A Sebastopol group that has fought to limit public exposure to radio waves is suing the city for approving additional antennas to an existing telecommunications tower behind City Hall.

The suit, brought by the EMF Safety Network, claims that the radio wave frequencies emitted by the new antennas will cause "immediate, severe and irreparable harm to the environment."

The group seeks an injunction preventing Verizon and Crown Castle, an international wireless infrastructure firm, from doing the installation work. The suit also demands that the city's approval of the project in December be voided.

"They're not doing their job to protect public and environmental safety," EMF Safety Network founder Sandi Maurer said of Sebastopol's city leaders. "We are forced into doing it."

The safety network has fought PG&E's SmartMeters, downtown Sebastopol Wi-Fi and cellphone antennas.

The group fears that radio frequencies used to transmit data from SmartMeters, as well as electronic emissions from laptops, cell phones, TVs and other devices, can cause "electrical sensitivity" and health problems ranging from chronic fatigue, headaches and insomnia to heart ailments and cancer.

However, the group's lawsuit, filed in Sonoma County Superior Court, focuses on environmental concerns, and in particular, fears that the radio waves emitted by additional antennas at City Hall pose a threat to the wildlife, plants and fish of the Laguna de Santa Rosa, a wetlands that has been proclaimed as having international significance.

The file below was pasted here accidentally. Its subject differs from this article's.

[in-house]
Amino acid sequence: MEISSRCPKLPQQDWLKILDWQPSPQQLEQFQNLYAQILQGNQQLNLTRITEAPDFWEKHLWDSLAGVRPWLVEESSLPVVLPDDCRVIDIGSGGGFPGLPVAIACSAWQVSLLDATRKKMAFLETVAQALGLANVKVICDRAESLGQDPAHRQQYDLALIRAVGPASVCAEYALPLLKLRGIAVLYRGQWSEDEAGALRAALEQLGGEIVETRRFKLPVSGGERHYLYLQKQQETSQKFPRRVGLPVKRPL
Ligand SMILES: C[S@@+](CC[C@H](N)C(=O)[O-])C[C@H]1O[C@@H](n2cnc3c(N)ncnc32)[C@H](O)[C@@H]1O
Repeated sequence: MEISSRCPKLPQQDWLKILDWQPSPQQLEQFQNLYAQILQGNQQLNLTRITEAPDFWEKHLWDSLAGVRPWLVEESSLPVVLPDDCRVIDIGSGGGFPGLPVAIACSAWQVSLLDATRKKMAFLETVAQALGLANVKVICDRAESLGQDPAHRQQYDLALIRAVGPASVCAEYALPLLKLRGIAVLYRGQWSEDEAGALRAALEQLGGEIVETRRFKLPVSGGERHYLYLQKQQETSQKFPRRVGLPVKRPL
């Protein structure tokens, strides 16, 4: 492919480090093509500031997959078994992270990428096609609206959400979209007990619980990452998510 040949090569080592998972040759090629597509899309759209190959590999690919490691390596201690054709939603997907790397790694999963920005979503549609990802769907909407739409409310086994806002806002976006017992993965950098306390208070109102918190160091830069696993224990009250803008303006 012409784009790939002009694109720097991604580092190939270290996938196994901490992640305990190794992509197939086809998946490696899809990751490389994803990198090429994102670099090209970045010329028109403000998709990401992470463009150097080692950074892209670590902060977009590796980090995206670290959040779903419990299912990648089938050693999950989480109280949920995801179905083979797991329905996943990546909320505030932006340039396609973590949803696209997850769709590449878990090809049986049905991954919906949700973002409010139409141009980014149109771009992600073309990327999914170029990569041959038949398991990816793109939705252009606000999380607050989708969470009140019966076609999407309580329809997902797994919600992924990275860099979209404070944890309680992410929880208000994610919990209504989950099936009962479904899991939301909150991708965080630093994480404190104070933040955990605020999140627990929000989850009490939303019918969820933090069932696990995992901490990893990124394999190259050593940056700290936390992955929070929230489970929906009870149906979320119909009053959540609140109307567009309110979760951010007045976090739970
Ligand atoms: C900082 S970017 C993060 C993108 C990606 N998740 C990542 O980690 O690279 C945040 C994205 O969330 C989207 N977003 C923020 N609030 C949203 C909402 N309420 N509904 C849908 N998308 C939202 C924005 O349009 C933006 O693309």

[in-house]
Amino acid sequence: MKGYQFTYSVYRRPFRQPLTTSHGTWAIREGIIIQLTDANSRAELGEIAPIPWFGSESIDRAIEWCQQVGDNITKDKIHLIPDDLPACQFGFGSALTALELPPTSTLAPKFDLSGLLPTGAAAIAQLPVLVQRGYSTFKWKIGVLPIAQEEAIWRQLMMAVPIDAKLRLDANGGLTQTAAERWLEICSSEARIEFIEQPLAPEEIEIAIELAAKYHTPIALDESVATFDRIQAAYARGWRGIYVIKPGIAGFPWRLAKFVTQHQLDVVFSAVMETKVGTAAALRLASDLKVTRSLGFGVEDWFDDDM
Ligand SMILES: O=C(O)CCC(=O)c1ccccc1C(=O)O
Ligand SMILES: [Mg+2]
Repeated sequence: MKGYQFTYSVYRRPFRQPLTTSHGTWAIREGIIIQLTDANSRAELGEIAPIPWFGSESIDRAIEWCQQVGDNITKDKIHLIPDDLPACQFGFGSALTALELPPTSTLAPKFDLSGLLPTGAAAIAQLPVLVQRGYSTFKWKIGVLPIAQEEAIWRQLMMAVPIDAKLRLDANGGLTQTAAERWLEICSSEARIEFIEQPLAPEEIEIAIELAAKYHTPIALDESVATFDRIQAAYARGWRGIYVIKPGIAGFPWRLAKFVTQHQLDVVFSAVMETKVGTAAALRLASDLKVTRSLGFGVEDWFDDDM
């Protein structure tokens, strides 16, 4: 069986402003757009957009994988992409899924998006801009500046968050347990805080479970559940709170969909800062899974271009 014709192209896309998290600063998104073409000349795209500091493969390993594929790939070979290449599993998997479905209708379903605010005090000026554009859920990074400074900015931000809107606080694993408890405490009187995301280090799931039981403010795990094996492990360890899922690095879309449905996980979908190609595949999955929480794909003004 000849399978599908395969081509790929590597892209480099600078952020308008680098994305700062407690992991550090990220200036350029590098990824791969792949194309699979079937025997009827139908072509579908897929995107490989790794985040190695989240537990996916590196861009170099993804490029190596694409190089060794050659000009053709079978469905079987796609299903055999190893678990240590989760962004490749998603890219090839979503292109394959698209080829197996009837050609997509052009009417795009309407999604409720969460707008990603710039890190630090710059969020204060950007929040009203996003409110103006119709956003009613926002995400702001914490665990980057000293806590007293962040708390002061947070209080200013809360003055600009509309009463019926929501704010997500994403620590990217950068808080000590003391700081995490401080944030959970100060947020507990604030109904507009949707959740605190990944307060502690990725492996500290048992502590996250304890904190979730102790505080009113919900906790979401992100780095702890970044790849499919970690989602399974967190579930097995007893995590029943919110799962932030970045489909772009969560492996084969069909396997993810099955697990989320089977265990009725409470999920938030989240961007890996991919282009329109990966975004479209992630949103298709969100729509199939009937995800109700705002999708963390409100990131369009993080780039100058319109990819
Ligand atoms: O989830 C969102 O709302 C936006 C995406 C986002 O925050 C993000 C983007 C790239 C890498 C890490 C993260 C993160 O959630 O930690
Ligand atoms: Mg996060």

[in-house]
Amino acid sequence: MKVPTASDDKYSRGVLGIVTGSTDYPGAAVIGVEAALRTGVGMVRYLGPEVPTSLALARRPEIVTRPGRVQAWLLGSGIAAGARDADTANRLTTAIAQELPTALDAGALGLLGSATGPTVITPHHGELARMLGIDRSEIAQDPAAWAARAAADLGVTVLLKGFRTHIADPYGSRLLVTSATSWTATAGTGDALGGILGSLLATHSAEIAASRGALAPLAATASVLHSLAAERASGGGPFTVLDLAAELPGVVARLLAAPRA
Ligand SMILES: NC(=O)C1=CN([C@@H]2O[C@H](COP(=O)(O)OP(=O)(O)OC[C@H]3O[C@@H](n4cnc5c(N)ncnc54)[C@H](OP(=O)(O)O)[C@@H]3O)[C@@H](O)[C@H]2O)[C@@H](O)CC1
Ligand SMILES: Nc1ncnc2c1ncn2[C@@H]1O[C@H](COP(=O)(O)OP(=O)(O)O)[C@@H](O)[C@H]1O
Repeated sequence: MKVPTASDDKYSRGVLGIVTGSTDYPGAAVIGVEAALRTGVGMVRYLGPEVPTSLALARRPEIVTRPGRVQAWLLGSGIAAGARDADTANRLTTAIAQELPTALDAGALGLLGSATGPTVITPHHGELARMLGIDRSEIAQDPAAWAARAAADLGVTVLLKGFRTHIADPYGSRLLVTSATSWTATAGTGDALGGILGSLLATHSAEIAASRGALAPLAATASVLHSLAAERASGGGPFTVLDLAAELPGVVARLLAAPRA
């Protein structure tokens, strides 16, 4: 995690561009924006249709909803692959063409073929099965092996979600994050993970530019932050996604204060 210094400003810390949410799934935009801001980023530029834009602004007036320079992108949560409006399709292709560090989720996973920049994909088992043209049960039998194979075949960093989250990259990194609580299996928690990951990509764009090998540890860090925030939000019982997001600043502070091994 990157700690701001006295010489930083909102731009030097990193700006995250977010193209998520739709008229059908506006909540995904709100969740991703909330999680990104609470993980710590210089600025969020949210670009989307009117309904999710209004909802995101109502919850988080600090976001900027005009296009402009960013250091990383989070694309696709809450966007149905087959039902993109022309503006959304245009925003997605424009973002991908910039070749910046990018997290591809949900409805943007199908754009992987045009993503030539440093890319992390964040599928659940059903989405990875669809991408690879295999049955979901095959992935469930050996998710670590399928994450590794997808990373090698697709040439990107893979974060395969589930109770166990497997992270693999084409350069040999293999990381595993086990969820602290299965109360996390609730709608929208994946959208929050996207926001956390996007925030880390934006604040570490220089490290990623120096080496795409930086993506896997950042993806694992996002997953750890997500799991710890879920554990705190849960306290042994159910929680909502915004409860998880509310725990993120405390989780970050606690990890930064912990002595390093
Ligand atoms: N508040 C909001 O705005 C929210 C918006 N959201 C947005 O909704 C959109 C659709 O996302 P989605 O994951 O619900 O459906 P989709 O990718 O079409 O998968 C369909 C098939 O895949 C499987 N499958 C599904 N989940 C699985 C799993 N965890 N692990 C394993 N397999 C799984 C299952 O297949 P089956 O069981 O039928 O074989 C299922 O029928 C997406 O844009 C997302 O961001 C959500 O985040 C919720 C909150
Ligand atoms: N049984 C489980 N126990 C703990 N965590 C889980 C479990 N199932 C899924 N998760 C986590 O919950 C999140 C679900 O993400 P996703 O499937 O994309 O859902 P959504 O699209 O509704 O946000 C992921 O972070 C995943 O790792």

Federal telecommunications law allows jurisdictions to consider the environmental impacts of radio waves but not health issues, so long as the emissions fall within FCC guidelines.

The city of Sebastopol claimed that work on the 106-foot tower is exempt from the California Environmental Quality Act because the changes are negligible.

The tower was erected in 1996 and includes both television and cellphone communications antennas. The new work calls for three additional antenna panels for Verizon to improve its cellphone coverage and ability to push more data to such devices as smartphones and tablets.

On Dec. 6, the City Council voted 2-2 to deny the safety network's appeal of the Planning Commission's approval of the project. The tie resulted in a green light for Verizon and Crown Castle.

Representatives of Crown Castle did not return a message seeking comment.

Mayor Guy Wilson, who voted to deny the safety network's appeal, said Monday that he stands behind his vote.

"I don't see an environmental risk," he said. "I realize the EMF sees it differently. I respect that."

You can reach Staff Writer Derek Moore at 521-5336 or derek.moore@pressdemocrat.com.